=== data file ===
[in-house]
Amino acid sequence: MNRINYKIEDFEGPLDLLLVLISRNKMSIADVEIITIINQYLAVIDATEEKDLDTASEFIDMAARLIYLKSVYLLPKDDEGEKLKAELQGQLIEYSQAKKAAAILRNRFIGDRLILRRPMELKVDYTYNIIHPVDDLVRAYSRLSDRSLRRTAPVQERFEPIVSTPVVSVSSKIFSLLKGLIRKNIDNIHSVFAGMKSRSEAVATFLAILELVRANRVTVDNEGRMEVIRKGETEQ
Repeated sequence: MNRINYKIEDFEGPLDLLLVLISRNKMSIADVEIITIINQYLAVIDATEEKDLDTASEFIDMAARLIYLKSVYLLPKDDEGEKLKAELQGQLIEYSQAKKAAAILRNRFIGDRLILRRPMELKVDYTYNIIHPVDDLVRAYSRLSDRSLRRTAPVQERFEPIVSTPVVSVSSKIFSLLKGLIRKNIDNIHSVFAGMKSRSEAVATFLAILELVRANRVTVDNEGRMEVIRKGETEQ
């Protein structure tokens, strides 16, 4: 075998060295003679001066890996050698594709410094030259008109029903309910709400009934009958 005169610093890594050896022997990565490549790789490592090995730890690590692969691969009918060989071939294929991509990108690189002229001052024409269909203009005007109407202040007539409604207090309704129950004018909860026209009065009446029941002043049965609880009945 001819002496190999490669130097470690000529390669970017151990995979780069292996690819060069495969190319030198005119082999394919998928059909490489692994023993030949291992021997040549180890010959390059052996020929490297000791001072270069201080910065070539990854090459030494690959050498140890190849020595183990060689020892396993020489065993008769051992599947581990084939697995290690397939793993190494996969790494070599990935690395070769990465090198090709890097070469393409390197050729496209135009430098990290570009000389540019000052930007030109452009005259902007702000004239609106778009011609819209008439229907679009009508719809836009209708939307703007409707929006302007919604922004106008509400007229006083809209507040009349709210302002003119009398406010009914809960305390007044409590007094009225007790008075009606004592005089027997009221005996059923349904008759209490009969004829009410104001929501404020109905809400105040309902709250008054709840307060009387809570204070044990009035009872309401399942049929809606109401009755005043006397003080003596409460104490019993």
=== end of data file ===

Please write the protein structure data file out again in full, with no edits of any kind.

[in-house]
Amino acid sequence: MNRINYKIEDFEGPLDLLLVLISRNKMSIADVEIITIINQYLAVIDATEEKDLDTASEFIDMAARLIYLKSVYLLPKDDEGEKLKAELQGQLIEYSQAKKAAAILRNRFIGDRLILRRPMELKVDYTYNIIHPVDDLVRAYSRLSDRSLRRTAPVQERFEPIVSTPVVSVSSKIFSLLKGLIRKNIDNIHSVFAGMKSRSEAVATFLAILELVRANRVTVDNEGRMEVIRKGETEQ
Repeated sequence: MNRINYKIEDFEGPLDLLLVLISRNKMSIADVEIITIINQYLAVIDATEEKDLDTASEFIDMAARLIYLKSVYLLPKDDEGEKLKAELQGQLIEYSQAKKAAAILRNRFIGDRLILRRPMELKVDYTYNIIHPVDDLVRAYSRLSDRSLRRTAPVQERFEPIVSTPVVSVSSKIFSLLKGLIRKNIDNIHSVFAGMKSRSEAVATFLAILELVRANRVTVDNEGRMEVIRKGETEQ
């Protein structure tokens, strides 16, 4: 075998060295003679001066890996050698594709410094030259008109029903309910709400009934009958 005169610093890594050896022997990565490549790789490592090995730890690590692969691969009918060989071939294929991509990108690189002229001052024409269909203009005007109407202040007539409604207090309704129950004018909860026209009065009446029941002043049965609880009945 001819002496190999490669130097470690000529390669970017151990995979780069292996690819060069495969190319030198005119082999394919998928059909490489692994023993030949291992021997040549180890010959390059052996020929490297000791001072270069201080910065070539990854090459030494690959050498140890190849020595183990060689020892396993020489065993008769051992599947581990084939697995290690397939793993190494996969790494070599990935690395070769990465090198090709890097070469393409390197050729496209135009430098990290570009000389540019000052930007030109452009005259902007702000004239609106778009011609819209008439229907679009009508719809836009209708939307703007409707929006302007919604922004106008509400007229006083809209507040009349709210302002003119009398406010009914809960305390007044409590007094009225007790008075009606004592005089027997009221005996059923349904008759209490009969004829009410104001929501404020109905809400105040309902709250008054709840307060009387809570204070044990009035009872309401399942049929809606109401009755005043006397003080003596409460104490019993």